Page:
Shot blasting techniques are subject to several disadvantages and limitations. Thus, the ability to produce on a work surface or mill roll a textured or matt finish is dependent upon the hardness of the roll; many rolls having relatively hard surfaces such as hardened steel, tungsten carbide, stellite and the like cannot therefore be textured by a shot blasting technique. Further, shot blasting is inherently a random and uncontrollable process by which only relatively coarse surface finishes can be achieved, that is to say a surface roughness approximating to 2 to 5 micro meters and a peak count of 100 peaks per inch.

In addition to the shot blasting techniques discussed above, a variety of electrical discharge techniques have also been employed to remove discrete particles from the work surface by a train of electrical pulses directed at and onto the work surface. One disadvantage of known electrical discharge machining techniques is the need to maintain the electrodes in close proximity to the roll surface to be treated to create the required electrical sparking between the electrodes and the roll surface. The resulting small gap extant between the two (conventionally of the order of 20-25 microns) can become at least partially filled and consequently bridged with particles of the same order of size removed from the roll surface.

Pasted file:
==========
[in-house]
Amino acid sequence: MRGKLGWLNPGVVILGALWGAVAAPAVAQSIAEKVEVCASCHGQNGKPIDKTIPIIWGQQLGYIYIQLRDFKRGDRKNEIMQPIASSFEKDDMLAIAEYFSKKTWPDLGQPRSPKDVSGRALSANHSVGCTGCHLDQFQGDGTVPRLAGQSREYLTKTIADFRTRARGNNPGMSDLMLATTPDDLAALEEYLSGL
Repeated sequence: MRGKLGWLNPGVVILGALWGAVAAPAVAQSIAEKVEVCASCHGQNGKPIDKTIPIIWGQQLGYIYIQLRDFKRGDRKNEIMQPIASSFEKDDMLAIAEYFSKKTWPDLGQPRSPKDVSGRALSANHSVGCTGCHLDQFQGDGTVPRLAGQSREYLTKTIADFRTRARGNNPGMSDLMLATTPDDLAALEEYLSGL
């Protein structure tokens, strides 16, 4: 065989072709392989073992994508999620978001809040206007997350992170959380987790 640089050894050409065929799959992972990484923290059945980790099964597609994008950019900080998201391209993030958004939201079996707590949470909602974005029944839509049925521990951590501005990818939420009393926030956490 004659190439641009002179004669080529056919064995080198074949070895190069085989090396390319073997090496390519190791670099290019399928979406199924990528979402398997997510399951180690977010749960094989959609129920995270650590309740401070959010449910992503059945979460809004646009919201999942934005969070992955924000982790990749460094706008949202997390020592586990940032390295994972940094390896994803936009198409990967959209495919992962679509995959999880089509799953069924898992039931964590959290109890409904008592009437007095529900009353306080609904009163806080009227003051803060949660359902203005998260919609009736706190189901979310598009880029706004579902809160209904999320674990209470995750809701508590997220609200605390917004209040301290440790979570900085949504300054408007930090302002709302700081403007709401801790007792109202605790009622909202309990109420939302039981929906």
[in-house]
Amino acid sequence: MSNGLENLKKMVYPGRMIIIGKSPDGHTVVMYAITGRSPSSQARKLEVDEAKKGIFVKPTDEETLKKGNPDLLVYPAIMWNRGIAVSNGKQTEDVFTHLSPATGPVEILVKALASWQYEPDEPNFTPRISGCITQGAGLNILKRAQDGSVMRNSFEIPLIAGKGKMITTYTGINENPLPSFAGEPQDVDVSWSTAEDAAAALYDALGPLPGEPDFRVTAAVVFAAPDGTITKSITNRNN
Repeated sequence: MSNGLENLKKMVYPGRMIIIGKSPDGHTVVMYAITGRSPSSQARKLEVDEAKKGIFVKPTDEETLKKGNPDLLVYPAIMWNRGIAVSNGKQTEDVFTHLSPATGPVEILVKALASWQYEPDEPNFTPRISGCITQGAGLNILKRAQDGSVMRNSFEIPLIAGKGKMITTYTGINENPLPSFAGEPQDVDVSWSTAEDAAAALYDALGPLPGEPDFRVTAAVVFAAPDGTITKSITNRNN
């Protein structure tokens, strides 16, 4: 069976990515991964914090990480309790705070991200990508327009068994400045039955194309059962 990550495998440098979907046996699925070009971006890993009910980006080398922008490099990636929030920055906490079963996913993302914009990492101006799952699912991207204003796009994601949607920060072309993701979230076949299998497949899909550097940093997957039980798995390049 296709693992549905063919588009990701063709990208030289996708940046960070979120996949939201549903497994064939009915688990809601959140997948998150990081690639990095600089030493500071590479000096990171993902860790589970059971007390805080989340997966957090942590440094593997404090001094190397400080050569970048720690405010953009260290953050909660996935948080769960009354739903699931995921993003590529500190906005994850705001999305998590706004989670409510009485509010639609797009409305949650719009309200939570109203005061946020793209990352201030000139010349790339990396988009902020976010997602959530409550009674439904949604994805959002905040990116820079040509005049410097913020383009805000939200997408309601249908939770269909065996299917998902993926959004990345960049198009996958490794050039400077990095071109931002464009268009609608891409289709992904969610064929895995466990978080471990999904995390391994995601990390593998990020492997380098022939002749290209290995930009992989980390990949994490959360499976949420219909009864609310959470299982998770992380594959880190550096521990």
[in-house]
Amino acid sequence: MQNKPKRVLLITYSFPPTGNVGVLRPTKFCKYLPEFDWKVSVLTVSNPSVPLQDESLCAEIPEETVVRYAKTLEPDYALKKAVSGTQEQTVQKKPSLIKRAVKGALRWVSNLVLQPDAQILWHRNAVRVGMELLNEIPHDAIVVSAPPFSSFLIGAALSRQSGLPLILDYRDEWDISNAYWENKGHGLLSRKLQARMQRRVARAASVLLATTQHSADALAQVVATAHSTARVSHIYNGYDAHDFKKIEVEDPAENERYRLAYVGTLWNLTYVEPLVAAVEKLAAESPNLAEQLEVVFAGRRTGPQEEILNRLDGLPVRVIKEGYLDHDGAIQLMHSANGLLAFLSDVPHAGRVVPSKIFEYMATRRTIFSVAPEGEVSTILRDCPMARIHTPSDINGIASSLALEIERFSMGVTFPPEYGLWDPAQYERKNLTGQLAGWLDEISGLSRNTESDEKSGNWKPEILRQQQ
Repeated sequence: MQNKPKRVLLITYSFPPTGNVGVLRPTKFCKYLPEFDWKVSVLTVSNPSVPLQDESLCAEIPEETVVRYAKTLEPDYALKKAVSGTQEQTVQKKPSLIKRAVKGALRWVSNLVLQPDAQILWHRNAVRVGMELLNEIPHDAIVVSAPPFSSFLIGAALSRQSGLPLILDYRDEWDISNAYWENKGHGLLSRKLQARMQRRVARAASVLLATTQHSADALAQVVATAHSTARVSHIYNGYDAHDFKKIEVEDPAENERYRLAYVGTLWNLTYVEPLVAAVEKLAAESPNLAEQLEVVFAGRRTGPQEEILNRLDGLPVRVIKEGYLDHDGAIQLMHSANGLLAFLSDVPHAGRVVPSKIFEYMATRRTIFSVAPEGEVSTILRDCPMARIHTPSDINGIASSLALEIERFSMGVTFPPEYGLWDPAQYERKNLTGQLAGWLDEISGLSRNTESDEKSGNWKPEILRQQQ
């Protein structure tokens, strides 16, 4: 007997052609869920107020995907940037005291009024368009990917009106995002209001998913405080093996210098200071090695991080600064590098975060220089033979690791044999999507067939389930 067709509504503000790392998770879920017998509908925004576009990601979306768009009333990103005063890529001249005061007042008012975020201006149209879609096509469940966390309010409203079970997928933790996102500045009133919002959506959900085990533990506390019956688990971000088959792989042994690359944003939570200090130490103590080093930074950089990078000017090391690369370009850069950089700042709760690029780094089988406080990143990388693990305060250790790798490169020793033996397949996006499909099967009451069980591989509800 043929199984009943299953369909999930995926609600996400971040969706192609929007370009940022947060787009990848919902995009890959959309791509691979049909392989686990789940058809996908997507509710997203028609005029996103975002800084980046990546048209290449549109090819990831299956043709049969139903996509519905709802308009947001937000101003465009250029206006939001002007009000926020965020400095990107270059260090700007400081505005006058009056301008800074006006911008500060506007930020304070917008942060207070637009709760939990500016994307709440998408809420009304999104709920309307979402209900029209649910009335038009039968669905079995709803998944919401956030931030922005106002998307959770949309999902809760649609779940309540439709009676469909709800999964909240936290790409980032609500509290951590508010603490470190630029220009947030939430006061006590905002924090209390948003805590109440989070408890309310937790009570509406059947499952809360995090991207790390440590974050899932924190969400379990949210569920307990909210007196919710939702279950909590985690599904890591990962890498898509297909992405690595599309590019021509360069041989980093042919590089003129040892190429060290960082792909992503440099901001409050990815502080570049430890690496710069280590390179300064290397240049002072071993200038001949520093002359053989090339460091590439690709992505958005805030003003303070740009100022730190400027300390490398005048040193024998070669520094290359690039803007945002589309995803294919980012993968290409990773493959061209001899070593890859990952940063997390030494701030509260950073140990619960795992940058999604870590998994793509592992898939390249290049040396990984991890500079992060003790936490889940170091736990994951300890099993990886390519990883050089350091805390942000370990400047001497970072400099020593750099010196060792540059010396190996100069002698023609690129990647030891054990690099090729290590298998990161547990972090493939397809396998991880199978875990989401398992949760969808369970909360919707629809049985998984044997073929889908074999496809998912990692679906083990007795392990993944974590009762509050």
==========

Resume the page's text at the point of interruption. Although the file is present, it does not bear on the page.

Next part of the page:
DESCRIPTION OF THE PRIOR ART

An electrical discharge technique for texturing the surface of an object such as a mill roll is disclosed in our co-pending Great Britain patent application No. 8712753 and U.S. patent application No. 200,693. In the technique disclosed in this application, a series of electrical discharges is passed to the work roll surface from electrodes positioned adjacent the roll surface through a dielectric fluid present within the gap between the electrodes and the work surface. As explained above, because of the smallness of this gap, the gap can become bridged by particles machined from the work surface. The use of a dielectric fluid for filling the gap between an electrode and a work surface is well known. In many instances, steps have been taken to ensure that the dielectric remains free of contaminants during the machining process. Thus GB 1121923 describes electrical discharge machining apparatus in which dielectric fluid is withdrawn from a tank in which the machining operations takes place and filtered to remove contaminants before being returned to the tank for future use. Other methods of electro-erosion or cutting are known in which particles are added to the dielectric. Thus, GB-A-2074073 discloses a method of electroerosive wire cutting in which a wire electrode is advanced through a water machining medium to which abrasive particles of a size between 1 and 100 microns are mixed in a proportion of 15% by volume. The particles abrade the workpiece surface as they are carried through the machining gap by the wire electrode. As emphasised by the high volume content of particles within the water machining medium, these particles are present mechanicaly to abrade the workpiece surface.